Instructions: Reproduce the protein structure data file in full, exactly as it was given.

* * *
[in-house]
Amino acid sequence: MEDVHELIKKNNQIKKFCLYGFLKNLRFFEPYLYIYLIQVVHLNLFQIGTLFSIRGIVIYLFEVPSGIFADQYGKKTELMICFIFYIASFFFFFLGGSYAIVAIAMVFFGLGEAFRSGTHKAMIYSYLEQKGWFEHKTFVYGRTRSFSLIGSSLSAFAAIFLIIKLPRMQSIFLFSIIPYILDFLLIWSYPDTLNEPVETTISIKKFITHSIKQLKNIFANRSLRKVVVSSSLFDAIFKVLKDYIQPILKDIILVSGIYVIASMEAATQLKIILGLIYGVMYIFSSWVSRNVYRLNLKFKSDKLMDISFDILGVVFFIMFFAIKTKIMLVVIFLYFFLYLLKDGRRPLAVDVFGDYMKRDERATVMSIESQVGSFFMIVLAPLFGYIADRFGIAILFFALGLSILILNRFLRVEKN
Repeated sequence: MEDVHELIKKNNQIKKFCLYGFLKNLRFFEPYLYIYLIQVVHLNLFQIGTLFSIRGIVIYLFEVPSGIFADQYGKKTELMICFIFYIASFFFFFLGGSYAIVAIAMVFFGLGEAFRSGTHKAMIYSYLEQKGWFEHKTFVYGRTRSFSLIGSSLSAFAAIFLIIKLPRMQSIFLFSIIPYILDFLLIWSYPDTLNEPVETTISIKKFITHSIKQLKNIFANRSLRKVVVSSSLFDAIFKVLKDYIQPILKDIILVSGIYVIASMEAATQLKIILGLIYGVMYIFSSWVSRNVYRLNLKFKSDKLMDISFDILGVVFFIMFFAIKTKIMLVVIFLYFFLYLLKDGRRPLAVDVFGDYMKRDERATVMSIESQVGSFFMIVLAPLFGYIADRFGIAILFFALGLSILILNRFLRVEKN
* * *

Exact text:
[in-house]
Amino acid sequence: MEDVHELIKKNNQIKKFCLYGFLKNLRFFEPYLYIYLIQVVHLNLFQIGTLFSIRGIVIYLFEVPSGIFADQYGKKTELMICFIFYIASFFFFFLGGSYAIVAIAMVFFGLGEAFRSGTHKAMIYSYLEQKGWFEHKTFVYGRTRSFSLIGSSLSAFAAIFLIIKLPRMQSIFLFSIIPYILDFLLIWSYPDTLNEPVETTISIKKFITHSIKQLKNIFANRSLRKVVVSSSLFDAIFKVLKDYIQPILKDIILVSGIYVIASMEAATQLKIILGLIYGVMYIFSSWVSRNVYRLNLKFKSDKLMDISFDILGVVFFIMFFAIKTKIMLVVIFLYFFLYLLKDGRRPLAVDVFGDYMKRDERATVMSIESQVGSFFMIVLAPLFGYIADRFGIAILFFALGLSILILNRFLRVEKN
Repeated sequence: MEDVHELIKKNNQIKKFCLYGFLKNLRFFEPYLYIYLIQVVHLNLFQIGTLFSIRGIVIYLFEVPSGIFADQYGKKTELMICFIFYIASFFFFFLGGSYAIVAIAMVFFGLGEAFRSGTHKAMIYSYLEQKGWFEHKTFVYGRTRSFSLIGSSLSAFAAIFLIIKLPRMQSIFLFSIIPYILDFLLIWSYPDTLNEPVETTISIKKFITHSIKQLKNIFANRSLRKVVVSSSLFDAIFKVLKDYIQPILKDIILVSGIYVIASMEAATQLKIILGLIYGVMYIFSSWVSRNVYRLNLKFKSDKLMDISFDILGVVFFIMFFAIKTKIMLVVIFLYFFLYLLKDGRRPLAVDVFGDYMKRDERATVMSIESQVGSFFMIVLAPLFGYIADRFGIAILFFALGLSILILNRFLRVEKN